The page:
Among larger organisations, progress is certainly being made, with Feeney citing Bank of Ireland as a good example. Last year, it became the first Irish company to gain the Disability Smart Standard workplace accreditation. ‘Their disability network is really proactive in giving feedback on the recruitment process,’ she says.

In general, she thinks that multinational companies can be very progressive, but adds: ‘If an organisation doesn’t have someone who has a specific role in driving diversity and inclusion, then you have to question if they are really valuing it, because if you value it you’ll pay for it.’

Among employers in the SME space, concerns are often framed around physical accessibility. Feeney points, however, to FHM Accountants, in Gorey, Co Wexford, as a ‘brilliant example’. The firm has physically adapted its workspace for an employee who is a lifelong wheelchair user.

‘Very often, reasonable accommodation is about small tweaks that are not expensive’

‘They found in the end that all they had to do was change their filing system,’ she explains. ‘Very often, reasonable accommodation is about small tweaks that are not expensive and can make a huge difference.’

Various funding mechanisms – for example, the Workplace Equipment Adaptation Grant provided by the Department of Social Protection – are also available and can contribute to the cost of making a workplace more accessible for staff with disabilities.

Also speaking at the disability and workplace inclusion webinar was ACCA Ireland chair Jason Murphy FCCA. He explained why the issue should engage ACCA members: ‘Inclusivity is one of the core values of ACCA, and looking to build inclusivity was one of the reasons the organisation was created a century ago – to ensure the professional is open to all, and all are able to play a full part in society.’


Feeney believes the current squeeze in the labour market has created an opportunity to bring about real change. ‘There’s a far greater level of understanding about accommodating different experiences in the workplace right now. Covid-19 has humanised us all in the working world.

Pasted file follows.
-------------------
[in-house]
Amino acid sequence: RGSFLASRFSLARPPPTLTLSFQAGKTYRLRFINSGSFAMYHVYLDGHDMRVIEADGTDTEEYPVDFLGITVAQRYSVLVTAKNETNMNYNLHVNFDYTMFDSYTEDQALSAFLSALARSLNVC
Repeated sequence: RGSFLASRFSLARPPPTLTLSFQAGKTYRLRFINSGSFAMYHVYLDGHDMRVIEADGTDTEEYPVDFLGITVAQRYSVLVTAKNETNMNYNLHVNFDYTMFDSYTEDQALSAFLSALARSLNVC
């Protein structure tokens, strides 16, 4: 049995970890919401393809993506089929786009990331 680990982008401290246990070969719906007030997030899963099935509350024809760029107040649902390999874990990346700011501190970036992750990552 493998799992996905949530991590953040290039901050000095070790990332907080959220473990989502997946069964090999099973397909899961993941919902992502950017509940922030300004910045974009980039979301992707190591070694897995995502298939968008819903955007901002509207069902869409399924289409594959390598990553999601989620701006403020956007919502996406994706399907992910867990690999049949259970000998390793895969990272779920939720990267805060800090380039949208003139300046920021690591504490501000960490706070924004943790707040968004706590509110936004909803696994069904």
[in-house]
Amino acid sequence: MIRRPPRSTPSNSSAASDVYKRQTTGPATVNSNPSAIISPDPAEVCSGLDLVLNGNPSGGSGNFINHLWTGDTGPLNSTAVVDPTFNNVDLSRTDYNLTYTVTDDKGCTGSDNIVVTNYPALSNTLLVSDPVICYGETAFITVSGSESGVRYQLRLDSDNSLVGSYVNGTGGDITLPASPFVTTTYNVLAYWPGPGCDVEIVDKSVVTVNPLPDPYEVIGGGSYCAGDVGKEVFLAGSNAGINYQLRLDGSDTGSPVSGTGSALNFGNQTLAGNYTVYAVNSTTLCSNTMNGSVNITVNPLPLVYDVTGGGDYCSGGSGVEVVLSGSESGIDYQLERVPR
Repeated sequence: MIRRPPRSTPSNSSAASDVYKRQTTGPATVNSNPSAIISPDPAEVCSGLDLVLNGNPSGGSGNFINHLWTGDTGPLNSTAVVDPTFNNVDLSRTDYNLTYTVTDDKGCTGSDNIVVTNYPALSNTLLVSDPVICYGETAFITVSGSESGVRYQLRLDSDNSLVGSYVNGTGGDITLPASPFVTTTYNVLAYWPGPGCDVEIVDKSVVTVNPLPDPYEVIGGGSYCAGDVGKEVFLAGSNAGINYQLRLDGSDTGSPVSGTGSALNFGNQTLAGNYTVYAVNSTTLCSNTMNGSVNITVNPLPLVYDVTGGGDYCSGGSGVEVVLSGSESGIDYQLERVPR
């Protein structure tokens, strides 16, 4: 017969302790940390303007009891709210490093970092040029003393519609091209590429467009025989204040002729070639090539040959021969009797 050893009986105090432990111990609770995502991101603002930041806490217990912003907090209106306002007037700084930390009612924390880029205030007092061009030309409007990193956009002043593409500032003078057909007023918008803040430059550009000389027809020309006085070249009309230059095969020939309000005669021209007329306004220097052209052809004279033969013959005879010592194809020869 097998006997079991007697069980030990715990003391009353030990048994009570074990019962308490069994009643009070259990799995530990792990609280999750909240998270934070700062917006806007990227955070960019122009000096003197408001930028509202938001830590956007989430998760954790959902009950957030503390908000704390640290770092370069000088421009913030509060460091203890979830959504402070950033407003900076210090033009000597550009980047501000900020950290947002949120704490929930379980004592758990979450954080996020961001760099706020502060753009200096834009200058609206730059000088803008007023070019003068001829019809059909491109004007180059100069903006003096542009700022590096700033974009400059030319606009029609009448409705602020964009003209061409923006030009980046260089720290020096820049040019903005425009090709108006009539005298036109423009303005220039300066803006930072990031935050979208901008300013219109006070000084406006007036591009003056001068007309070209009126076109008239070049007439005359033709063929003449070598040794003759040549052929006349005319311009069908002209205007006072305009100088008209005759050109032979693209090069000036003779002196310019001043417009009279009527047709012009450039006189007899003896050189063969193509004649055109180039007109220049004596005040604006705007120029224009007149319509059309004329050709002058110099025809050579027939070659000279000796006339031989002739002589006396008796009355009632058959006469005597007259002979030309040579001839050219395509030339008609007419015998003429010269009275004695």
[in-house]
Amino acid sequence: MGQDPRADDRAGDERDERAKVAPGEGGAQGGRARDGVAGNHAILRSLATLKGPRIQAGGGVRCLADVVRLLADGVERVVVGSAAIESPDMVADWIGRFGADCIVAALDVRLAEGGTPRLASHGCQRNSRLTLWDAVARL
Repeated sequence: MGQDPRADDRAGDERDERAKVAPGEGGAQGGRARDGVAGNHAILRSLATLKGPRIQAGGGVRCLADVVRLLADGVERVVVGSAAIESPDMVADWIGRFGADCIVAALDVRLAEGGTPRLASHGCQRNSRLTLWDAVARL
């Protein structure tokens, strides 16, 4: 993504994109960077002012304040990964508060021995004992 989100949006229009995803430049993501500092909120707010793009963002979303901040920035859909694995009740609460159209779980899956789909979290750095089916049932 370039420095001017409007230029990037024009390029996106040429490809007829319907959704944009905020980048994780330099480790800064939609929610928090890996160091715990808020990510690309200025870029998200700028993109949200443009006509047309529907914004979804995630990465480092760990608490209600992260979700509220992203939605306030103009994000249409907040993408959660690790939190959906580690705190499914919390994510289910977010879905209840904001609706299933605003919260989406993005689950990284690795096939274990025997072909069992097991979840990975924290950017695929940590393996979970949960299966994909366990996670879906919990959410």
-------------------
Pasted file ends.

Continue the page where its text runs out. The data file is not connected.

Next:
‘The opportunity to attract new talent is an opportunity around people with disabilities but also a broader one. Anyone looking at a potential employer will ask “Does the company reflect my values?”, and it’s particularly important among the younger generation.’

As to the steps a firm should take, Feeney recommends a two-pronged approach. ‘First, get yourself some disability awareness training. Any employer can contact us in relation to this and we will provide a totally free service.

‘Second, even if you do nothing else, for every job you post, make it clear that you welcome applications from people of diverse backgrounds and will make reasonable accommodation for people with disabilities. Do that and you will see an immediate impact on the profile of people applying for that position.’


More information

Find out how to implement inclusive recruitment in the six steps set out by Employers for Change

Watch ACCA Ireland’s recent webinar on disability and inclusion

Take a look at ACCA Ireland’s list of disability resources